In August 2012, Physicians for Human Rights (PHR) reported on the extensive, persistent, and disproportionate use of toxic chemical agents by anti-riot police against civilians in Bahrain. Police weaponized tear gas in order to crush protests, leading to at least 39 confirmed deaths since 2011 and causing long-term deleterious consequences for those repeatedly exposed to the toxic chemicals in enclosed spaces. PHR is once again concerned about an escalation of violence and the use of toxic chemical agents against protesters as latest developments point to continued instability in Bahrain.
Security forces in Bahrain have regularly cracked down on demonstrators since pro-democracy protests began in February 2011. Police continue to use force to disperse protesters, with recent reports in early October indicating that anti-riot police used buckshot, sound grenades, and tear gas against demonstrators following the death of a political detainee. There have been other sources of tension as well – in the past month, scores of activists have been sentenced in unfair trials, with allegations that authorities used torture to extract confessions. On September 29, 50 Shiite activists received sentences of up to 15 years in prison for their involvement in the 14 February Coalition, a youth-led opposition movement. Al-Wefaq, a political opposition party, has accused the government of escalatory security methods and pulled out of a national dialogue in September because of the arrest of one of its leaders. The United States has voiced concerns over both the recent unrest and lack of progress in the national dialogue that was agreed upon following the violent demonstrations in 2011.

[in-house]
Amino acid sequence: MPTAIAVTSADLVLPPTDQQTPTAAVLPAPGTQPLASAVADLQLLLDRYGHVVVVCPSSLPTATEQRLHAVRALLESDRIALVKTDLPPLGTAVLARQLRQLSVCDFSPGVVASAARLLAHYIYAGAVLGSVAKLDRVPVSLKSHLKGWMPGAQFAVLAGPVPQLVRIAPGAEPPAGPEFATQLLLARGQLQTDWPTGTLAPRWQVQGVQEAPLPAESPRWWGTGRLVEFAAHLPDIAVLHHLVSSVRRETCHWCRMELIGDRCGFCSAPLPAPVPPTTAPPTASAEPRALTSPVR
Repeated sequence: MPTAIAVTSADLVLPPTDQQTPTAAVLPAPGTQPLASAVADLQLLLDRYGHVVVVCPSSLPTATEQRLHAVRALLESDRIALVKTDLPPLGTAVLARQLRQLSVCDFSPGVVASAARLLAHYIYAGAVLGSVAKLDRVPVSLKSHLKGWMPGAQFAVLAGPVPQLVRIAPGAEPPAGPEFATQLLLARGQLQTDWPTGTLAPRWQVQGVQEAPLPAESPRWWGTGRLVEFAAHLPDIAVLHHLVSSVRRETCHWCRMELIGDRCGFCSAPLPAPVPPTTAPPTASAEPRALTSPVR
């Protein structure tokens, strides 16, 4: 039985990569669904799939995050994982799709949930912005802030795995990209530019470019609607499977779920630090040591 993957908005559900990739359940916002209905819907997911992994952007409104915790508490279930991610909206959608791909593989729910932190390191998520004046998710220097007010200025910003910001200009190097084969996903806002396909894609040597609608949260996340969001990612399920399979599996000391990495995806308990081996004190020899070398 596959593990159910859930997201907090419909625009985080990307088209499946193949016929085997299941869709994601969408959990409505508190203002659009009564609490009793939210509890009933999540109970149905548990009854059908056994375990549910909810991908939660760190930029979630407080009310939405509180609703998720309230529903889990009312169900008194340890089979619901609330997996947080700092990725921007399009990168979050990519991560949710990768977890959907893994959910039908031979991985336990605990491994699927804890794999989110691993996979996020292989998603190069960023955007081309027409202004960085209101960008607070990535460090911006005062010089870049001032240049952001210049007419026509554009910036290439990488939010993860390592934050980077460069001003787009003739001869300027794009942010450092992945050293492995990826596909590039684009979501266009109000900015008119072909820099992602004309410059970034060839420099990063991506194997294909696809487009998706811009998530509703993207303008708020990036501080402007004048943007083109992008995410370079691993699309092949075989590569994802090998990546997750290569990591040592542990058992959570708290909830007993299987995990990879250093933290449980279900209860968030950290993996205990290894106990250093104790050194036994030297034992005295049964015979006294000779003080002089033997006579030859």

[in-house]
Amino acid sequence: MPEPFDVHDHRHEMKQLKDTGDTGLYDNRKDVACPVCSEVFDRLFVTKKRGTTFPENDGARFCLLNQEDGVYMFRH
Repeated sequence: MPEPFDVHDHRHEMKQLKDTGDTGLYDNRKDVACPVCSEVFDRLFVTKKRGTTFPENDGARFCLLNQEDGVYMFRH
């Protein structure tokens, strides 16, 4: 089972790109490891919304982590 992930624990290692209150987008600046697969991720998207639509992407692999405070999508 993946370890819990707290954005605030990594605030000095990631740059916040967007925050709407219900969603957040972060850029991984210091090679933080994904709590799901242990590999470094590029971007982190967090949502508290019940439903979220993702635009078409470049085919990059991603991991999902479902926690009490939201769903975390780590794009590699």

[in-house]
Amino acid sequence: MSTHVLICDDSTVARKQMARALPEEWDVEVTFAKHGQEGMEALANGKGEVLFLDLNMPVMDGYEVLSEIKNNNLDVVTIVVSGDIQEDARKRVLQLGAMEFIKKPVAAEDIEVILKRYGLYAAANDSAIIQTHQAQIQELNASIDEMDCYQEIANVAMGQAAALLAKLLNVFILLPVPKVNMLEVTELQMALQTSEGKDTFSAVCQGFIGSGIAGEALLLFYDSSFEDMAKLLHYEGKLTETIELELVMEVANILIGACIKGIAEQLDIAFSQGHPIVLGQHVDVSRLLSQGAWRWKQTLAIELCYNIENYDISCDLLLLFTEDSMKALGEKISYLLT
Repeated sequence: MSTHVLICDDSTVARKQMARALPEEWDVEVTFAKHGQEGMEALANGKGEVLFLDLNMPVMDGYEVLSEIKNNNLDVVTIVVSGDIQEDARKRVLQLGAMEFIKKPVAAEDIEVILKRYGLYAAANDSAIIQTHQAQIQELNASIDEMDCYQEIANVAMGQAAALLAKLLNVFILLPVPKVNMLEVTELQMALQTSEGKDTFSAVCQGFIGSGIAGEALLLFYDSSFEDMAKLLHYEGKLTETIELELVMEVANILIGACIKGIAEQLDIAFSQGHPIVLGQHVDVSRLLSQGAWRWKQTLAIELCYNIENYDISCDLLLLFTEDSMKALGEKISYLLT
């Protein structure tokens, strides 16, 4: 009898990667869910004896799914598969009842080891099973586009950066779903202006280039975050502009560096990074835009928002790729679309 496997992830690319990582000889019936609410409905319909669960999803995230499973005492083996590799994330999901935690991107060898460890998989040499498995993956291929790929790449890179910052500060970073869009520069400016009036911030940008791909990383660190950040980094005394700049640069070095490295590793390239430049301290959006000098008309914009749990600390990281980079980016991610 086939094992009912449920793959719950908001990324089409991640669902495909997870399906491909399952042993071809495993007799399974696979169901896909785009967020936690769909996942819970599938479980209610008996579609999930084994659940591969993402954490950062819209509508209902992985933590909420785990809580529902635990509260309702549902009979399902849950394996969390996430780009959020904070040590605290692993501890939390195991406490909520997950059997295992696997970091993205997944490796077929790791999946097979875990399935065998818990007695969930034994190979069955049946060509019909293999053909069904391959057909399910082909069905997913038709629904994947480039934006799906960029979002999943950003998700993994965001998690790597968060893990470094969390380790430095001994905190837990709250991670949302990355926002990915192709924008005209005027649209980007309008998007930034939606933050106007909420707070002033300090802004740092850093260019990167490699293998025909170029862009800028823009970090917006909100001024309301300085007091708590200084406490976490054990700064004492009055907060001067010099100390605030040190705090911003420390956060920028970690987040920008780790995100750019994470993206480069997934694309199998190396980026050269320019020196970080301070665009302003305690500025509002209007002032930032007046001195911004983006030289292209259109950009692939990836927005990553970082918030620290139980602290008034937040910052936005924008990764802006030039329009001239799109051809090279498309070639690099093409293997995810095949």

A leaked document, released on October 16, 2013 and publicized by Bahrain Watch, has renewed concerns that the Bahraini government is stockpiling tear gas to crackdown on protesters. The document is a Ministry of Interior tender that shows the country’s plans to import 1.6 million tear gas canisters, 90,000 tear gas grenades, and 145,000 sound and flash grenades, totaling more than the entire Bahraini population of 1.3 million people. Given regular protests in the country and the authorities’ sustained inappropriate and excessive use of force against them, there is little doubt that this new purchase order will target protesters. And based on Bahrain’s aforementioned abuse of tear gas, PHR is seriously concerned that Bahraini forces will again use tear gas to punish protesters, inflict suffering, and suppress dissent.
PHR reiterates its call to the government of Bahrain to cease the use of tear gas in the country until the government conducts a full and impartial investigation into tear gas abuse, re-trains security forces in its proper application, and holds perpetrators of excessive or improper use of force accountable. Given the recent history of rampant tear gas abuse in the country, PHR strongly urges a suspension of the shipment of toxic chemical agents to Bahrain until these basic benchmarks are met, after which the government of Bahrain must adhere to United Nations guidelines on the use of force regarding any future use of tear gas or related substances.